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New radiotherapy technique may help post-op mesothelioma patients


A new radiation technique may improve outcomes for pleural mesothelioma patients who have undergone surgery.

 

Intensity-modulated radiation therapy, or IMRT, is a standard post-operative treatment for patients who have undergone extrapleural pneumonectomy, a surgery that removes the mesothelioma tumor and lining of the lung where the tumor is located. While higher radiation doses can improve outcomes, they also increase the risk of pneumonitis, a potentially fatal inflammation of the lungs. Higher doses can also prove more toxic to patients receiving chemotherapy.

 

Physicians have found it difficult to give adequate radiation doses to pleural mesothelioma patients because of the irregular shape of the post-operative area targeted for treatment. IMRT also poses a risk of damaging the tissue of critical organs such as the spinal cord, kidneys, liver and heart.

 

But a limited study by Japanese doctors suggests that helical tomotherapy, in which radiation is aimed at a tumor from different directions, could help mesothelioma patients.

 

Helical tomotherapy is a type of IMRT in which the radiation source rotates around a patient moving through a donut-shaped machine. A 3-D image of the tumor is taken before radiation, helping doctors determine the highest dose of radiation needed to kill tumor cells while limiting damage to nearby tissue.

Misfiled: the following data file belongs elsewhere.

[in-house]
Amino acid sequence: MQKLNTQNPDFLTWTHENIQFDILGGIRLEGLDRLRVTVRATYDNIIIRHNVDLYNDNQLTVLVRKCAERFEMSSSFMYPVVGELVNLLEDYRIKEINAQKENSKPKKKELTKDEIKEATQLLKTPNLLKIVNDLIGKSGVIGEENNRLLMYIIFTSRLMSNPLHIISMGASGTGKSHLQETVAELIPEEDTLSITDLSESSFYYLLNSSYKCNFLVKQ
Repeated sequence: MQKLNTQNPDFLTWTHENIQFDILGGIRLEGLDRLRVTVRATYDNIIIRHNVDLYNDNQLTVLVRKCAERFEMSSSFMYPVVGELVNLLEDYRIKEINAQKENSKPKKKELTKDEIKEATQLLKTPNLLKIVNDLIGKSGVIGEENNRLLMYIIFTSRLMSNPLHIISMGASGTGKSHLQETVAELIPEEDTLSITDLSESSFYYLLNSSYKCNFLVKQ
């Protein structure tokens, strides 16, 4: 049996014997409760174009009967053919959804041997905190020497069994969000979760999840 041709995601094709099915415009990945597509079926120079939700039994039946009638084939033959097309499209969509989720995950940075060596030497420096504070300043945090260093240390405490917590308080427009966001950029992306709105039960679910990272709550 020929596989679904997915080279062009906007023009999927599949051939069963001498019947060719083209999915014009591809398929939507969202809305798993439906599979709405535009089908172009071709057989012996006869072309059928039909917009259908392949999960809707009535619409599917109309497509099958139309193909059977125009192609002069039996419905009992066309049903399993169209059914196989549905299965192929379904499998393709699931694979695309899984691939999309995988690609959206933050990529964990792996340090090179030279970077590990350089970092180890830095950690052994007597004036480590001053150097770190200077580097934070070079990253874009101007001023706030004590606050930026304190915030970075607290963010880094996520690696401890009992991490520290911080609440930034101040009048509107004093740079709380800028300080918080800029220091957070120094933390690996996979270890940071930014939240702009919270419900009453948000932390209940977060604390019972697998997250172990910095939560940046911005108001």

The Japanese study involved three male patients prescribed escalating doses of radiation to cover an estimated 95 percent of the target area. All of the patients had received chemotherapy with cisplatin before surgery; one patient had suffered a reoccurrence of disease. Physicians followed up at 9, 14 and 26 months. All three patients were still alive, and none had developed pneumonitis. In all three cases, the radiation’s “dose-volume” on nearby organs was considered normal.

 

The researchers acknowledged the limitations of a study involving only three cases and urged further investigations with a larger number of patients and longer follow-up. However, they said the findings suggest using IMRT with helical tomotherapy has relatively minor adverse effects compared to conventional radiotherapy. Overall, they said, the technique “has the potential to conform radiation doses tightly to irregularly shaped targets and might be better able to spare adjacent normal tissue compared with conventional approaches.”

 

The study, the first to report on post-operative mesothelioma patients treated by IMRT using helical tomotherapy, will be published in an upcoming issue of the Journal of Radiation Research.